return; } } Serial.println("Search completed."); myFile.println("Search completed.");
oneWireBus.reset_search(); myFile.close(); return; } void loop() { myFile ="test.txt", FILE_WRITE); Serial.println("Reading temperatures: "); myFile.println("Reading temperatures: "); sensor.requestTemperatures(); Serial.print("Temperature in sensor: "); Serial.print(sensor.getTempCByIndex(0)); Serial.println(" ºC"); myFile.print("Temperature in sensor: ");
myFile.print(sensor.getTempCByIndex(0)); myFile.println(" ºC"); myFile.close(); delay(1000); }

  • Finding the direction and reading two Dallas sensors, both located in the digital pin 2:

#include <OneWire.h>
const int oneWirePin = 2;
OneWire oneWireBus(oneWirePin);
void setup() {
void discoverOneWireDevices() {
  byte i;
  byte present = 0;
  byte data[12];
  byte addr[8];
  Serial.println("Looking for 1-Wire devices");
  while( {
    Serial.println("1-Wire device foun in this direction:");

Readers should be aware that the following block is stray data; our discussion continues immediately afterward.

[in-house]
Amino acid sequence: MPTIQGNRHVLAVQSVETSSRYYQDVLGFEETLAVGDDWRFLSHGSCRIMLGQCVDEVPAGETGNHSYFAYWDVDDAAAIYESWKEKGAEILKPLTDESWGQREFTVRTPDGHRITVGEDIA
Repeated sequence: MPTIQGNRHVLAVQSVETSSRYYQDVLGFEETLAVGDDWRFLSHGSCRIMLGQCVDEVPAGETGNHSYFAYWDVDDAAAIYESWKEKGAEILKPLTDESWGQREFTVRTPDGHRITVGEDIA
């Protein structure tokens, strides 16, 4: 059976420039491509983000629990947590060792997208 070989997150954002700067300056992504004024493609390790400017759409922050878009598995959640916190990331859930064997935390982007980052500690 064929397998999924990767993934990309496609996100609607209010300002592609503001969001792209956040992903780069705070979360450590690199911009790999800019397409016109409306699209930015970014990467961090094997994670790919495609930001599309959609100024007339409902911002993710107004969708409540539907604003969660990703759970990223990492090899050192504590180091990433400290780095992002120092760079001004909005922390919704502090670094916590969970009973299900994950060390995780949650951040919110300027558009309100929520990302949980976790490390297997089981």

for( i = 0; i < 8; i++) {
      if (addr[i] < 16) {
      Serial.print(addr[i], HEX);
      if (i < 7) {
        Serial.print(", ");
    if ( OneWire::crc8( addr, 7) != addr[7]) {
        Serial.println("Devicce error");
  Serial.println("Search completed!");
void loop() {
  // nothing to do in here

  • Reading two Dallas sensors with their direction, both located in the digital pin 2:

#include <OneWire.h>
#include <DallasTemperature.h> const int oneWirePin = 2; OneWire oneWireBus(oneWirePin); DallasTemperature sensors(&oneWireBus); DeviceAddress indoorThermometer = { 0x28, 0x94, 0xE2, 0xDF, 0x02, 0x00, 0x00, 0xFE }; DeviceAddress outdoorThermometer = { 0x28, 0x6B, 0xDF, 0xDF, 0x02, 0x00, 0x00, 0xC0 }; void setup() { Serial.begin(9600); sensors.begin(); sensors.setResolution(indoorThermometer, 10); sensors.setResolution(outdoorThermometer, 10); } void printTemperature(DeviceAddress deviceAddress) { float tempC = sensors.getTempC(deviceAddress); if (tempC == -127.00) { Serial.print("Error getting temperature"); } else { Serial.print(tempC); Serial.println(" ºC"); } } void loop() { Serial.println("Reading temperatures"); sensors.requestTemperatures(); Serial.print("Indoor temperature: "); printTemperature(indoorThermometer); Serial.print("Outdoor temperature: "); printTemperature(outdoorThermometer); Serial.println(); delay(2000); }

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How to read Dallas temperature sensor and datalog in µSD Card
Boot & Work Corp. S.L., Berta Canet
11 March, 2020